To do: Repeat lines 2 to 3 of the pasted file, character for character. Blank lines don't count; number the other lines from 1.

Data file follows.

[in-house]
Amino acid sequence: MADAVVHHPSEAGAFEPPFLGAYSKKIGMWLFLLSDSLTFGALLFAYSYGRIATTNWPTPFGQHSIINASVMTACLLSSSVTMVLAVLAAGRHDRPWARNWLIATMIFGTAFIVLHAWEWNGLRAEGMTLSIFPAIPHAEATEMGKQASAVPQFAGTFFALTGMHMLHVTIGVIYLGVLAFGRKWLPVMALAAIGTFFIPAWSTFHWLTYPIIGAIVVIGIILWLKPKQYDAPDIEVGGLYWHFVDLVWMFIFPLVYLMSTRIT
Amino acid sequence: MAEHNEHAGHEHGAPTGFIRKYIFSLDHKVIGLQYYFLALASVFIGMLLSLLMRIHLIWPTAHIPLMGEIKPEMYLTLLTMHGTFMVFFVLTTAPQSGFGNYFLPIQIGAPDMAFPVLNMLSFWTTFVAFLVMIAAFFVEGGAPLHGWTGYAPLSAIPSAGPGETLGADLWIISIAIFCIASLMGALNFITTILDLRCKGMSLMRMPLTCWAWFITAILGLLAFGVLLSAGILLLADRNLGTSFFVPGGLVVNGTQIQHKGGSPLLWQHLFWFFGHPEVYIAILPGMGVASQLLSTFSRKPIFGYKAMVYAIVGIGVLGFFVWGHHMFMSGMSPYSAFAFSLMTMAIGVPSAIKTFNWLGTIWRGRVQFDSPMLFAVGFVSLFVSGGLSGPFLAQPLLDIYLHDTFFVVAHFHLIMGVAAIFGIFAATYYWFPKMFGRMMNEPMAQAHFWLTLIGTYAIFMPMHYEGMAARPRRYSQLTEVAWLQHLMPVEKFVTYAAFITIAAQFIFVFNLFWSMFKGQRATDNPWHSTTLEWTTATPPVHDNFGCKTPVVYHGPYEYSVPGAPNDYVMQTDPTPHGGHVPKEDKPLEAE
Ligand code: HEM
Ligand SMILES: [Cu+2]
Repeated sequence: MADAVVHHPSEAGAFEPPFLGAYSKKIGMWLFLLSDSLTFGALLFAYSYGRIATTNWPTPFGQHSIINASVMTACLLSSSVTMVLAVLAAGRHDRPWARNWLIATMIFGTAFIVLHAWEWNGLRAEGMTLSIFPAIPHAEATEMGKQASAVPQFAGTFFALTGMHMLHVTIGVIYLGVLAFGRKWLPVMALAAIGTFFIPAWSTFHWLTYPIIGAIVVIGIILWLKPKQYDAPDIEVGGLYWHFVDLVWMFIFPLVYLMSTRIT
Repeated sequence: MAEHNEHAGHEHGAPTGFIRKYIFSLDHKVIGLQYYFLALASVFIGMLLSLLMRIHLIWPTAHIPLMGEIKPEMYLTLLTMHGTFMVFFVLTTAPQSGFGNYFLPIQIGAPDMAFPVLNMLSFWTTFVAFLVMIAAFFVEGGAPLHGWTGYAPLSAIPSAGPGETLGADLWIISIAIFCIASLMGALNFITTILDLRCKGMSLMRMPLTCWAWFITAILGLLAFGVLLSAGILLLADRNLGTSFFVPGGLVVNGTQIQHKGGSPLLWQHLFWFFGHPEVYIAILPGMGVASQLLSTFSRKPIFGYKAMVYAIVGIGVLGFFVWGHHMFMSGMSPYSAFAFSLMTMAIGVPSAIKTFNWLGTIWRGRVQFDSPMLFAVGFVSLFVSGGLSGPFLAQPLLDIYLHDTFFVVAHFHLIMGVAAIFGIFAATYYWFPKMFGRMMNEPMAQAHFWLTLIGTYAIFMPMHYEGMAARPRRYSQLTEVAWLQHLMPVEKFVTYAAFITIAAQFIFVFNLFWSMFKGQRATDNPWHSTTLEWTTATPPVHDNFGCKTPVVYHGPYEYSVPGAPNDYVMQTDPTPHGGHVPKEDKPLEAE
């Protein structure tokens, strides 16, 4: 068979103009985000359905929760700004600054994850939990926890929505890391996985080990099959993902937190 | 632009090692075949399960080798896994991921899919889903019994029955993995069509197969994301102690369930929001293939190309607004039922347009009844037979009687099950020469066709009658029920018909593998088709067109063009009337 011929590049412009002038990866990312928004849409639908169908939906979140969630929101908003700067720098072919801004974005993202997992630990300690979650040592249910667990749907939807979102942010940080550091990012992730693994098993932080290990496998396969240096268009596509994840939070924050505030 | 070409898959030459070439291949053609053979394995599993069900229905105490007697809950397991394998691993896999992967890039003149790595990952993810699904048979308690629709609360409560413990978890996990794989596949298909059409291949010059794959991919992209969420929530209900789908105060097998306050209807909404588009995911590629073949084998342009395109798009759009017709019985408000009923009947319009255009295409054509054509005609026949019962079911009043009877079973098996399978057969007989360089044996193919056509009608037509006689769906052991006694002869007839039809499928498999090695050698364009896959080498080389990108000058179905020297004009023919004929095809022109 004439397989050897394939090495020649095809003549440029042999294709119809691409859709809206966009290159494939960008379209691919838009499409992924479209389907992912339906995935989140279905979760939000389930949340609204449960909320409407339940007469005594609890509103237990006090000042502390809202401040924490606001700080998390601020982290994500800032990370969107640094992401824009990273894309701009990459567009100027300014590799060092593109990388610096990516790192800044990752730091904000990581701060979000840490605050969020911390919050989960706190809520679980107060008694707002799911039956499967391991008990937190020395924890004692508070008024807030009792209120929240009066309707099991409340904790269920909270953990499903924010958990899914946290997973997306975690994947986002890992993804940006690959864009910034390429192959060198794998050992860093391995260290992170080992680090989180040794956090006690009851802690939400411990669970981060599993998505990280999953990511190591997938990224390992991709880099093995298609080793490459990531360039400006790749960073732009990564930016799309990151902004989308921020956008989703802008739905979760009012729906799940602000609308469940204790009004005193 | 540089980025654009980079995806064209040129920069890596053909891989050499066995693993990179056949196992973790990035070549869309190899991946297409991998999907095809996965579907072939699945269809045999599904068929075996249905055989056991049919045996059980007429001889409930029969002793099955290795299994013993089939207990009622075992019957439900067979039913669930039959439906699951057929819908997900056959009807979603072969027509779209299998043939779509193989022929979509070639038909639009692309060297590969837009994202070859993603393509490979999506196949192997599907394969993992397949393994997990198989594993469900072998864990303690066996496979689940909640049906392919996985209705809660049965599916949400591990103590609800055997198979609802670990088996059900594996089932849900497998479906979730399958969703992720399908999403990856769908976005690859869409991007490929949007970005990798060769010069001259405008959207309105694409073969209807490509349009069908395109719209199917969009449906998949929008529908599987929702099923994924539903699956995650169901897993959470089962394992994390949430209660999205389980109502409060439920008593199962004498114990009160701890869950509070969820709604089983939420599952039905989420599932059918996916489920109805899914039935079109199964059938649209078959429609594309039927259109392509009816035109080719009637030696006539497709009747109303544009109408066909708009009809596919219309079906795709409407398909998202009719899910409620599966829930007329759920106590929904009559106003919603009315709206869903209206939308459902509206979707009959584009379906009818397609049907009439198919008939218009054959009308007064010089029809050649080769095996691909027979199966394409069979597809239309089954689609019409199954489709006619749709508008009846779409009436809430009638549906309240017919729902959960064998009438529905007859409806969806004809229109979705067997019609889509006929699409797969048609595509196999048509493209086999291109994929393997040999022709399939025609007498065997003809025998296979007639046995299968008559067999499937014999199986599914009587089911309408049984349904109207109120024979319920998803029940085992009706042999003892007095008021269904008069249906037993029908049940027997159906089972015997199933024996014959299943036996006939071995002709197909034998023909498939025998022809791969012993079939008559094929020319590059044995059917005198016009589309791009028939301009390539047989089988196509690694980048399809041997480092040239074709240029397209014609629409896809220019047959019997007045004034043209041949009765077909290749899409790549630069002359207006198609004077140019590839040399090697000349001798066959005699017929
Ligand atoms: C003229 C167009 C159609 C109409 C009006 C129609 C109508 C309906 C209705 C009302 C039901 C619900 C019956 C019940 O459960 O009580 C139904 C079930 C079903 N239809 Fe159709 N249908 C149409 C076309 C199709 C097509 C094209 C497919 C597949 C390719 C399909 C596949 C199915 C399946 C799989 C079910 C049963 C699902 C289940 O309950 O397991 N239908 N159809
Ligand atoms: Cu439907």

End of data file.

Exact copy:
Amino acid sequence: MADAVVHHPSEAGAFEPPFLGAYSKKIGMWLFLLSDSLTFGALLFAYSYGRIATTNWPTPFGQHSIINASVMTACLLSSSVTMVLAVLAAGRHDRPWARNWLIATMIFGTAFIVLHAWEWNGLRAEGMTLSIFPAIPHAEATEMGKQASAVPQFAGTFFALTGMHMLHVTIGVIYLGVLAFGRKWLPVMALAAIGTFFIPAWSTFHWLTYPIIGAIVVIGIILWLKPKQYDAPDIEVGGLYWHFVDLVWMFIFPLVYLMSTRIT
Amino acid sequence: MAEHNEHAGHEHGAPTGFIRKYIFSLDHKVIGLQYYFLALASVFIGMLLSLLMRIHLIWPTAHIPLMGEIKPEMYLTLLTMHGTFMVFFVLTTAPQSGFGNYFLPIQIGAPDMAFPVLNMLSFWTTFVAFLVMIAAFFVEGGAPLHGWTGYAPLSAIPSAGPGETLGADLWIISIAIFCIASLMGALNFITTILDLRCKGMSLMRMPLTCWAWFITAILGLLAFGVLLSAGILLLADRNLGTSFFVPGGLVVNGTQIQHKGGSPLLWQHLFWFFGHPEVYIAILPGMGVASQLLSTFSRKPIFGYKAMVYAIVGIGVLGFFVWGHHMFMSGMSPYSAFAFSLMTMAIGVPSAIKTFNWLGTIWRGRVQFDSPMLFAVGFVSLFVSGGLSGPFLAQPLLDIYLHDTFFVVAHFHLIMGVAAIFGIFAATYYWFPKMFGRMMNEPMAQAHFWLTLIGTYAIFMPMHYEGMAARPRRYSQLTEVAWLQHLMPVEKFVTYAAFITIAAQFIFVFNLFWSMFKGQRATDNPWHSTTLEWTTATPPVHDNFGCKTPVVYHGPYEYSVPGAPNDYVMQTDPTPHGGHVPKEDKPLEAE